Adequate Maintenance Guidance for UK visas [2024 REQUIREMENTS]

This article will discuss the adequate maintenance test & requirements for UK partner and parent visas.

Please note

As discussed below, the adequate maintenance test only applies to applications where certain ‘permitted benefits’ are received.

If none of the ‘permitted benefits’ is received, the adequate maintenance test does not apply.

Instead, you must meet the minimum income threshold of £18,600 or £29,000.

For applications where adequate maintenance test does not apply, this spouse visa UK financial requirements for 2024 article will be helpful.

This article is split into the following six steps:

Find out whether the adequate maintenance test applies to your application.

Find out what the ‘adequate maintenance’ test and requirement is (A – B ≥ C).

Calculate your ‘weekly net income’, which is part A of the equation.

Calculate your weekly ‘housing costs’, which is part B of the equation.

Calculate the ‘Income Support’ entitlement, which is part C of the equation.

Find out what documents are required for the Adequate Maintenance Test.

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step 1Find out whether the ‘adequate maintenance test’ applies to your application.

The adequate maintenance test only applies in cases where the sponsor (the ‘UK partner’) receives one of the following ‘permitted’ benefits, whether that is on behalf of their child or not

  • Carer’s Allowance;
  • Disability Living Allowance;
  • Industrial Injuries Disablement Benefit;
  • Severe Disablement Allowance;
  • Personal Independence Payment;
  • Attendance Allowance;
  • Constant Attendance Allowance;
  • Mobility Supplement;
  • War Disablement Pension under the War Pensions Scheme;
  • Armed Forces Independence Payment;
  • Guaranteed Income Payment under the Armed Forces Compensation Scheme;
  • Policy Injury pension;
  • Child Disability Payment; or
  • Adult Disability Payment.

#1 This article is for those who are applying for a UK visa on the 5-year route to settlement applications, including:

  • Spouse visa UK (spouse visa applications being made inside the UK);
  • FLR M visa (spouse visa applications being made inside the UK);
  • Fiancé(e) visa UK & proposed civil partnership visa;
  • Unmarried partner visa;
  • A child whose parent is applying for, or has been granted, entry clearance or leave to remain as a partner and the parent’s partner (i.e. the UK sponsor) receives a specified benefit;
  • Parent of a child in the UK visa;
  • Adult dependent relative applying for Indefinite Leave to Enter or Remain;
  • A child whose parent is applying for, or has been granted, entry clearance or leave to remain as a parent; and

#2 This article does not apply to those who are on the 10-year route to settlement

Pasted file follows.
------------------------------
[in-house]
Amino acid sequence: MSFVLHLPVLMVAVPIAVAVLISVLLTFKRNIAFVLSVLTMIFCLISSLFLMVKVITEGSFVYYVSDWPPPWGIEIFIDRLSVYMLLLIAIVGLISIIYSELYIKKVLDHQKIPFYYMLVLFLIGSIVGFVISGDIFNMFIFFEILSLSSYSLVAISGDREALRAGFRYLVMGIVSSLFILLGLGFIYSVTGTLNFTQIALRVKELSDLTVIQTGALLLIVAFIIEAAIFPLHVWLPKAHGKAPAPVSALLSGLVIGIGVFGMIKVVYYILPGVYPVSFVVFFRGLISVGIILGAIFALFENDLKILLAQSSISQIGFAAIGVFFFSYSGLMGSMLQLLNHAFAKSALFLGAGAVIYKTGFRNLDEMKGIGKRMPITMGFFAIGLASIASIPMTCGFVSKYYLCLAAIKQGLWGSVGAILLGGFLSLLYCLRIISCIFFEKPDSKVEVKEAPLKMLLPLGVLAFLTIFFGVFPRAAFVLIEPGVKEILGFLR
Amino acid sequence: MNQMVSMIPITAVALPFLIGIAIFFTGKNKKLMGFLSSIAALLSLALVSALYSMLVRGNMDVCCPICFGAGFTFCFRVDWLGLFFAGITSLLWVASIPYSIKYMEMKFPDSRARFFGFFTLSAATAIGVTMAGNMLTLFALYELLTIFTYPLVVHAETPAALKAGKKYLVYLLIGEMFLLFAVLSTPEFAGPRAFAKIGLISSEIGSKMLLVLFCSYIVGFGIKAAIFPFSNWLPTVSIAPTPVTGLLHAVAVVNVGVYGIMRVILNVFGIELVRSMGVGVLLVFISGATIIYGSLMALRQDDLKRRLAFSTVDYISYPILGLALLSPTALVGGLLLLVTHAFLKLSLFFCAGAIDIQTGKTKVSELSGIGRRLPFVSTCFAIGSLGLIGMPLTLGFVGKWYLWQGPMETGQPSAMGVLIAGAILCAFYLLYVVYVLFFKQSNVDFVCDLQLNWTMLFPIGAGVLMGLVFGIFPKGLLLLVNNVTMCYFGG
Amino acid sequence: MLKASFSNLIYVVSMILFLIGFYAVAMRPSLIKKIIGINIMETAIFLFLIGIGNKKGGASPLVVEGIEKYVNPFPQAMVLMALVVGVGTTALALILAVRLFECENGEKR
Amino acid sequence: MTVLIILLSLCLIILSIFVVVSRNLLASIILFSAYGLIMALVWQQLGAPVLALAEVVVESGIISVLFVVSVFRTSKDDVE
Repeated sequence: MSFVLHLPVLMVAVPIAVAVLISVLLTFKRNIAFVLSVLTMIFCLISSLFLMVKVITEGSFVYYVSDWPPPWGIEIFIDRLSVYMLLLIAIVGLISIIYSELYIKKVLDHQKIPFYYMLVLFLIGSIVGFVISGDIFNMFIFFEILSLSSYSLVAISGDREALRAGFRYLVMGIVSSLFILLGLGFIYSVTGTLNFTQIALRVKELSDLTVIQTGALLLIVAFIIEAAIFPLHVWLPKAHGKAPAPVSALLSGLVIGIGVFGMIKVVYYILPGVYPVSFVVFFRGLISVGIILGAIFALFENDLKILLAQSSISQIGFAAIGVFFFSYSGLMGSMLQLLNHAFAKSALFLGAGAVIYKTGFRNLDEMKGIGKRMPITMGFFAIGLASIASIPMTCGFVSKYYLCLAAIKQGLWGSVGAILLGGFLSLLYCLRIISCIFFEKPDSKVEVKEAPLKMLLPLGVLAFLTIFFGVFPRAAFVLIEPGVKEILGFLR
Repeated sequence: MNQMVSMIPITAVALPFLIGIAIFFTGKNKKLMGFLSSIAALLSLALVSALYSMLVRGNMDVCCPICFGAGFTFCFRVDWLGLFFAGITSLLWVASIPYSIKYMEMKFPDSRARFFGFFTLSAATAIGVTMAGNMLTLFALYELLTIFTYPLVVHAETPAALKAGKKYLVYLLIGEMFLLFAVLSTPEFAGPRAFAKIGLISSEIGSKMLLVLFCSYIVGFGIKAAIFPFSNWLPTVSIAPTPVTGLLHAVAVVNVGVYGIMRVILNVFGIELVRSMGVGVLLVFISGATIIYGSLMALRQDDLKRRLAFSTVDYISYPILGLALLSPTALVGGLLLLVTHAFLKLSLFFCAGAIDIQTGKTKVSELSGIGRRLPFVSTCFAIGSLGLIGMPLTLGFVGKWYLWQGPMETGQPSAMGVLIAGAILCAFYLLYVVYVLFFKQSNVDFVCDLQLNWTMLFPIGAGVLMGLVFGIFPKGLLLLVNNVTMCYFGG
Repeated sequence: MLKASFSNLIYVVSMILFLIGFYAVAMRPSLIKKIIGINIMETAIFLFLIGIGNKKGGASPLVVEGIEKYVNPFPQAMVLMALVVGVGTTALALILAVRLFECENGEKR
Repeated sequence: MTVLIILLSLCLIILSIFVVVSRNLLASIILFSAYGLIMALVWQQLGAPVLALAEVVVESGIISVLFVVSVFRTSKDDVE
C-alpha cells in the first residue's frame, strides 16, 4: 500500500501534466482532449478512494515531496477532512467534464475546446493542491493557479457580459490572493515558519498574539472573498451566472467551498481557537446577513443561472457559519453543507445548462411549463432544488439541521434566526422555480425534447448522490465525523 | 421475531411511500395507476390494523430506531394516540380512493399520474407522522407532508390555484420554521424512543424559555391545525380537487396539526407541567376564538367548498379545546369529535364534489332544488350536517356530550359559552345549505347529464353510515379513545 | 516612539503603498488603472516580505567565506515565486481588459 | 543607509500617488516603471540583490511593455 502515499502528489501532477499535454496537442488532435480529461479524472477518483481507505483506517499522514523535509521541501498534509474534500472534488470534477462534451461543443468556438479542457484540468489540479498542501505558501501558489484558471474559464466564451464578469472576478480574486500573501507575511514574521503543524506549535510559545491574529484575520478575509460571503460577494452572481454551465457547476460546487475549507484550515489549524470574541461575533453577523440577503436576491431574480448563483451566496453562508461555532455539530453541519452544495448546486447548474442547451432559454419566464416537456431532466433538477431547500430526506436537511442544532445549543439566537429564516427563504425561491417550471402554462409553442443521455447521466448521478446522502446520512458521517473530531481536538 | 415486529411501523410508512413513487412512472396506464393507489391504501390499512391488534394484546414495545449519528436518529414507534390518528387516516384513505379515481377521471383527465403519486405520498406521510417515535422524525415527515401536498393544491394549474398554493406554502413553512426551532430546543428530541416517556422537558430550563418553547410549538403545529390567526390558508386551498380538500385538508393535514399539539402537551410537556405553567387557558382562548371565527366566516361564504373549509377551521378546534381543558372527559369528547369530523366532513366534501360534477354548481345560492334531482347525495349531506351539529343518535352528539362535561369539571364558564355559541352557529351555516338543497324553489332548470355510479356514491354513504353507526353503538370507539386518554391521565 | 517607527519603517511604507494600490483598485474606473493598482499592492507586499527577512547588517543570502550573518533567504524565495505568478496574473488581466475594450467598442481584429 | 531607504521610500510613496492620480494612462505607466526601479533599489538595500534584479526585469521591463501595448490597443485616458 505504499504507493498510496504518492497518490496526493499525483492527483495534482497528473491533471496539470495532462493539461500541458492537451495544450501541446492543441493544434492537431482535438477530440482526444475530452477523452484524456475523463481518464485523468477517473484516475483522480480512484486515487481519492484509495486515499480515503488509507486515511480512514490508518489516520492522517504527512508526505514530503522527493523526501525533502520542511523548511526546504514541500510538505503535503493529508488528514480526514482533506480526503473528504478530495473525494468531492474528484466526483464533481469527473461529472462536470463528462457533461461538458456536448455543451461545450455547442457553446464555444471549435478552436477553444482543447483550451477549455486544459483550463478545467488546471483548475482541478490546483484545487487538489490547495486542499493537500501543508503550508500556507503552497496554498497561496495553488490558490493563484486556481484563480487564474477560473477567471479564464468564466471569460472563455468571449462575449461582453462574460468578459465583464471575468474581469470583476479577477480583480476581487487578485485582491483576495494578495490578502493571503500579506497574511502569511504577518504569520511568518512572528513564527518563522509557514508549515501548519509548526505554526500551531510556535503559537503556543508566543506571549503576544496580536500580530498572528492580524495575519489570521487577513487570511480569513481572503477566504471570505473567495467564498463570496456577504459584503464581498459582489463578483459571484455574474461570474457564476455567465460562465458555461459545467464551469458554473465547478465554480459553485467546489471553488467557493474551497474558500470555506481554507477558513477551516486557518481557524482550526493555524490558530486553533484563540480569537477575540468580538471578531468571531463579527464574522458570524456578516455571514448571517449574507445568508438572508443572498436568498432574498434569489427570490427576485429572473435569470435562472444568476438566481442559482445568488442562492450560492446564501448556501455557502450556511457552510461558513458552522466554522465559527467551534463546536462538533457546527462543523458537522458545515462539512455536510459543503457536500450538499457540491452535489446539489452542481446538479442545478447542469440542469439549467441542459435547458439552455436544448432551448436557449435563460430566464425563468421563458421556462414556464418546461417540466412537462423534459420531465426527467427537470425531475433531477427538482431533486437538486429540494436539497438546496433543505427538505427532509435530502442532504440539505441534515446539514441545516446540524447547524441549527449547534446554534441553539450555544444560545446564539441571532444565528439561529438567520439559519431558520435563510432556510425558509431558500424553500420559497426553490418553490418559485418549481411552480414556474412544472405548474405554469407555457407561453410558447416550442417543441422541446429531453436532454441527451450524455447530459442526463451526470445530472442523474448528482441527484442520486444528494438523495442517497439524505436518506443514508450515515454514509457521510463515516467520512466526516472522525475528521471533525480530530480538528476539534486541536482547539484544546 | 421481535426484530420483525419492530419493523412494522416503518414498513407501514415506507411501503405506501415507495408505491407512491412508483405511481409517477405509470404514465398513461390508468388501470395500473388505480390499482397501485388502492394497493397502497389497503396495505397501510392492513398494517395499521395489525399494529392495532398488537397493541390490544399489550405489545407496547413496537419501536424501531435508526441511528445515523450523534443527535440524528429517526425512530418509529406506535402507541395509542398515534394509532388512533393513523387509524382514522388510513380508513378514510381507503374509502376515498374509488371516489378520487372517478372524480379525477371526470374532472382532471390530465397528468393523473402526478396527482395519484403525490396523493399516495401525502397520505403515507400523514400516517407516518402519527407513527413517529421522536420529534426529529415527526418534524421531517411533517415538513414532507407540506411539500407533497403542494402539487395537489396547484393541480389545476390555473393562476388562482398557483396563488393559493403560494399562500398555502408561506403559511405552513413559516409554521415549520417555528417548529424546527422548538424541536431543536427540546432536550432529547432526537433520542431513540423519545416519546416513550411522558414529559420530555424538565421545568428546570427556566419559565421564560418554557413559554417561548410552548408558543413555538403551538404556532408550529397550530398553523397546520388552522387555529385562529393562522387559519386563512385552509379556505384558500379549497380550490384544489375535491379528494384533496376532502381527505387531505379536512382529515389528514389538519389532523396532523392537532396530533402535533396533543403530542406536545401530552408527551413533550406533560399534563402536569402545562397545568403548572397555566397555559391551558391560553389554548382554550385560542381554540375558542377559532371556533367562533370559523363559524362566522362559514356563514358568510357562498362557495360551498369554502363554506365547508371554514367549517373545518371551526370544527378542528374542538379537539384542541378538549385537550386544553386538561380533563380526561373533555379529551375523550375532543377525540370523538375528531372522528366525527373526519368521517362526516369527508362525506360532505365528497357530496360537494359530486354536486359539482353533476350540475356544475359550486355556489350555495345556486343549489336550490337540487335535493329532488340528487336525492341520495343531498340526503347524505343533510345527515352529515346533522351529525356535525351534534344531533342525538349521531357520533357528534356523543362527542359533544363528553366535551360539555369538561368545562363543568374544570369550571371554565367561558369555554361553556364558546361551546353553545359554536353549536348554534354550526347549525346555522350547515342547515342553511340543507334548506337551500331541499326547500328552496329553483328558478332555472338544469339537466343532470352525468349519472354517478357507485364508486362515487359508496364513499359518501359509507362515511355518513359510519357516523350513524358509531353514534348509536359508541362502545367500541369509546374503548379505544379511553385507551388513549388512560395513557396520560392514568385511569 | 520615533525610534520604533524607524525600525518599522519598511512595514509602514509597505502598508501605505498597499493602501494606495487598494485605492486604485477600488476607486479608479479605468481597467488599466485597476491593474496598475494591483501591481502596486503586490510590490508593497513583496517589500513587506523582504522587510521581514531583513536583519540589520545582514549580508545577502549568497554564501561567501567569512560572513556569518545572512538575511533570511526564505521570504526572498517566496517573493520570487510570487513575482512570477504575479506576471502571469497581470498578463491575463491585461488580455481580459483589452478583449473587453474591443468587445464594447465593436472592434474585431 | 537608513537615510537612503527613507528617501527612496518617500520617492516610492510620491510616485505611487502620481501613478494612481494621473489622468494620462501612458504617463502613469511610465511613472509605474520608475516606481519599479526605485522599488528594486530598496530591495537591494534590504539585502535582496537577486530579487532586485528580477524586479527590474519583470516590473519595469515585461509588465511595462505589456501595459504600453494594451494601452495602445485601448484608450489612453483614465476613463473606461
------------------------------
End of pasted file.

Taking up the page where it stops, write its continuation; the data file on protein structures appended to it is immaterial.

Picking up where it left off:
Most applications where the partner or parent visa requirements are met are made under the 5-year route to settlement.

There are, however, some partners and parents who are on the 10-year route to settlement.

Most typically, where a partner or parent visa is made from inside the UK, and the financial or English language requirements are not met, the partner or parent will be put on a 10-year route.

This article does not apply to applications submitted under the following routes:

  • The 10-year partner route;
  • The 10-year parent route;
  • Those applying based on their private life; or
  • Those who have exceptional circumstances and are asking the Home Office to discretionally grant their visa, not on the basis of the Immigration Rules.

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step 2What is the ‘adequate maintenance’ test & requirement?

In short, the adequate maintenance test/requirement will require you and your partner to prove that the level of income available to your family unit (after income tax, National Insurance contributions and housing costs have been deducted) is equal to or exceeds the level of Income Support an equivalent British family of your size can receive.

In other words, you need to make sure that you satisfy the following adequate maintenance calculation:

The adequate maintenance calculation

A – B ≥ C
(A minus B is greater than or equal to C)

A is the net income (after deduction of income tax and National Insurance contributions);

B is housing costs (what needs to be spent on accommodation)

C is the amount of Income support an equivalent family unit can receive in the UK.

OK, I know that the above will not make much sense to you at first, and you are probably wondering the following questions:

What income can I include in the application?”

“How do I calculate the income I can use in the application?!”

“What housing costs do I have to include?!”

“What is the income support figure for my application?!”

“How do I find out what documents to include?”

We’ll talk about each of the above below.


step 3

Calculate your ‘weekly net income’, which is part A of the equation.

To remind you…